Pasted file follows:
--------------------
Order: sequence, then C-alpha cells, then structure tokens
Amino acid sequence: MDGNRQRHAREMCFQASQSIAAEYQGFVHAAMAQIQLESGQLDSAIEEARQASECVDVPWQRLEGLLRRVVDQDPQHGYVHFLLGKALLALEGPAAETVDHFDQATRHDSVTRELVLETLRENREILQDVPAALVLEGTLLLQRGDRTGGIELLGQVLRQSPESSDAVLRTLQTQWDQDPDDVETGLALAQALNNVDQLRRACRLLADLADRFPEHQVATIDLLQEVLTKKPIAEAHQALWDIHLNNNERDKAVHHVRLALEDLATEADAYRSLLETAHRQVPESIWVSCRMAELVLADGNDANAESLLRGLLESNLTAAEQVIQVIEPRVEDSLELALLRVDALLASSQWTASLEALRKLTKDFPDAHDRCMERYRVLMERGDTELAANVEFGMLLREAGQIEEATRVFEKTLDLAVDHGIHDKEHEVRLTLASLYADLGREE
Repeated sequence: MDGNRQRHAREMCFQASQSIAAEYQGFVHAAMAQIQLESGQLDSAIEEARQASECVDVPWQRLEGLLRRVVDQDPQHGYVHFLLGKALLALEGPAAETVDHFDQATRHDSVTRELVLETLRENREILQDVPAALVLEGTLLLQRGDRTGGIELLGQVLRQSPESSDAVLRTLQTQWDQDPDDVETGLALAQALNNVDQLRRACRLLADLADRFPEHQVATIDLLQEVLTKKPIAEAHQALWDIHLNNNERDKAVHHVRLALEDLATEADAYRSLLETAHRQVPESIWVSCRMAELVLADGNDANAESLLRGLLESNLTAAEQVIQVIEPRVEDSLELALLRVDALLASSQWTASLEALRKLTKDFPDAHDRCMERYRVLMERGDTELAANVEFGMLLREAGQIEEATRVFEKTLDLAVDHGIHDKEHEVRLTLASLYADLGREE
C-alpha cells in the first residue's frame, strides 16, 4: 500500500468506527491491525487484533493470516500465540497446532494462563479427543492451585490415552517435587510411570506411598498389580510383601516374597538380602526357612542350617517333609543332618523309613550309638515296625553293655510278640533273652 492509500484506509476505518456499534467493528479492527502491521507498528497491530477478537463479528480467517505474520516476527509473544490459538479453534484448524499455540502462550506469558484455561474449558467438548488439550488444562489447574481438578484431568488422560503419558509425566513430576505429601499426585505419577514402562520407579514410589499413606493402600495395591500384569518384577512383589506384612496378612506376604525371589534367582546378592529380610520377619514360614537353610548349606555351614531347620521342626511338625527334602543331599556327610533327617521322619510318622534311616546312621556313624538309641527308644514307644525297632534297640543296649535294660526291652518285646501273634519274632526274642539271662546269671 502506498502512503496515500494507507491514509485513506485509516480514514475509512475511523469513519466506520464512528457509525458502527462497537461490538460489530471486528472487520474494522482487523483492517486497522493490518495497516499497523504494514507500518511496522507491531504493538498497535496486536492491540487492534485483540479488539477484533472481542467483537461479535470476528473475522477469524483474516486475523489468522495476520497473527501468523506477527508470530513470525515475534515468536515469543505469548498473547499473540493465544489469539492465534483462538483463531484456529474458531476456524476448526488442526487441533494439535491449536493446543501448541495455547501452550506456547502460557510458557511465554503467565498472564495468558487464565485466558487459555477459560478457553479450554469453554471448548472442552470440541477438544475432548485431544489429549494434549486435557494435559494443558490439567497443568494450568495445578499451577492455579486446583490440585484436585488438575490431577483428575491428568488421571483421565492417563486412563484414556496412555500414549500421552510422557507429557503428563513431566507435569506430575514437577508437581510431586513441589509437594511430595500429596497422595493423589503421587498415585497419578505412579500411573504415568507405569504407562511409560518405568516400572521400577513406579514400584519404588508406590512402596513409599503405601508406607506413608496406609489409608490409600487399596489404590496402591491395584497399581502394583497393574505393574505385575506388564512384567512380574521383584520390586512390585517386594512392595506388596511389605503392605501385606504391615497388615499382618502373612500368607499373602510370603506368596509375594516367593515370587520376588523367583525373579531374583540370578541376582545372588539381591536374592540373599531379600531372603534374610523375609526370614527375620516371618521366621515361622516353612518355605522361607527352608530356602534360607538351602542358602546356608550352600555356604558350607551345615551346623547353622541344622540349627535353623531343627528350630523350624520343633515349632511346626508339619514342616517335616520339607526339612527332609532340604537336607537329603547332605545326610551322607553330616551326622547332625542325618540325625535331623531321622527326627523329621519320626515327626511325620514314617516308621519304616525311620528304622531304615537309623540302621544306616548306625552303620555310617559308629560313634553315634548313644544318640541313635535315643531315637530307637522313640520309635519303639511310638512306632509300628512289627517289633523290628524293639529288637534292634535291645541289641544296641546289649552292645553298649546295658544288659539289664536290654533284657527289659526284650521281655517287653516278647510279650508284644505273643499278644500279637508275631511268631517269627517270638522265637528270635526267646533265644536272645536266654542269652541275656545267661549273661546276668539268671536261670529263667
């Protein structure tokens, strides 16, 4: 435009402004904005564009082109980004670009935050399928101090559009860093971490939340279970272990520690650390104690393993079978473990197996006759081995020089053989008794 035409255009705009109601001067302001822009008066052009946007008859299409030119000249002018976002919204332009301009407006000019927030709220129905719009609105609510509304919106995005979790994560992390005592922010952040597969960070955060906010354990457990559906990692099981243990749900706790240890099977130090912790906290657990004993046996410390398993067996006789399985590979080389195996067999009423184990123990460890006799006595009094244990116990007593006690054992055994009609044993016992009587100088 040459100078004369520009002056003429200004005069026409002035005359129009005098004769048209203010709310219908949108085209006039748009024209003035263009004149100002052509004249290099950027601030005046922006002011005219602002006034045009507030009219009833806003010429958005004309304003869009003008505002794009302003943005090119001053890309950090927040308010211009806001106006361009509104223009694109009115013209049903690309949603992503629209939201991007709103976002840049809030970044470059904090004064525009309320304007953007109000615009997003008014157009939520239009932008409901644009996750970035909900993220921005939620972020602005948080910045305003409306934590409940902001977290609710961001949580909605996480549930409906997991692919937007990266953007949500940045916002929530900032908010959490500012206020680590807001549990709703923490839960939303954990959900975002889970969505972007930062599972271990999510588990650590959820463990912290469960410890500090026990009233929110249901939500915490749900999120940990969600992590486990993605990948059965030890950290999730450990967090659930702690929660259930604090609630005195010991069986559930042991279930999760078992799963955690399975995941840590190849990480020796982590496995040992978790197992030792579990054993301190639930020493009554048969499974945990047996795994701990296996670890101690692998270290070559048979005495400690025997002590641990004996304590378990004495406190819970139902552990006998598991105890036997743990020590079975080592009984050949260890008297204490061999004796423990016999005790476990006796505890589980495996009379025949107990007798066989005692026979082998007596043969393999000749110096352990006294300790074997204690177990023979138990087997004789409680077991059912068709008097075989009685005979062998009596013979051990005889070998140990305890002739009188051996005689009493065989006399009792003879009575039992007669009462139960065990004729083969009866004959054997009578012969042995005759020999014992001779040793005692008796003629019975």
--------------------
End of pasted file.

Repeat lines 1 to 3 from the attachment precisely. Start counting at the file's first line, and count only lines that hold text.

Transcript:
Order: sequence, then C-alpha cells, then structure tokens
Amino acid sequence: MDGNRQRHAREMCFQASQSIAAEYQGFVHAAMAQIQLESGQLDSAIEEARQASECVDVPWQRLEGLLRRVVDQDPQHGYVHFLLGKALLALEGPAAETVDHFDQATRHDSVTRELVLETLRENREILQDVPAALVLEGTLLLQRGDRTGGIELLGQVLRQSPESSDAVLRTLQTQWDQDPDDVETGLALAQALNNVDQLRRACRLLADLADRFPEHQVATIDLLQEVLTKKPIAEAHQALWDIHLNNNERDKAVHHVRLALEDLATEADAYRSLLETAHRQVPESIWVSCRMAELVLADGNDANAESLLRGLLESNLTAAEQVIQVIEPRVEDSLELALLRVDALLASSQWTASLEALRKLTKDFPDAHDRCMERYRVLMERGDTELAANVEFGMLLREAGQIEEATRVFEKTLDLAVDHGIHDKEHEVRLTLASLYADLGREE
Repeated sequence: MDGNRQRHAREMCFQASQSIAAEYQGFVHAAMAQIQLESGQLDSAIEEARQASECVDVPWQRLEGLLRRVVDQDPQHGYVHFLLGKALLALEGPAAETVDHFDQATRHDSVTRELVLETLRENREILQDVPAALVLEGTLLLQRGDRTGGIELLGQVLRQSPESSDAVLRTLQTQWDQDPDDVETGLALAQALNNVDQLRRACRLLADLADRFPEHQVATIDLLQEVLTKKPIAEAHQALWDIHLNNNERDKAVHHVRLALEDLATEADAYRSLLETAHRQVPESIWVSCRMAELVLADGNDANAESLLRGLLESNLTAAEQVIQVIEPRVEDSLELALLRVDALLASSQWTASLEALRKLTKDFPDAHDRCMERYRVLMERGDTELAANVEFGMLLREAGQIEEATRVFEKTLDLAVDHGIHDKEHEVRLTLASLYADLGREE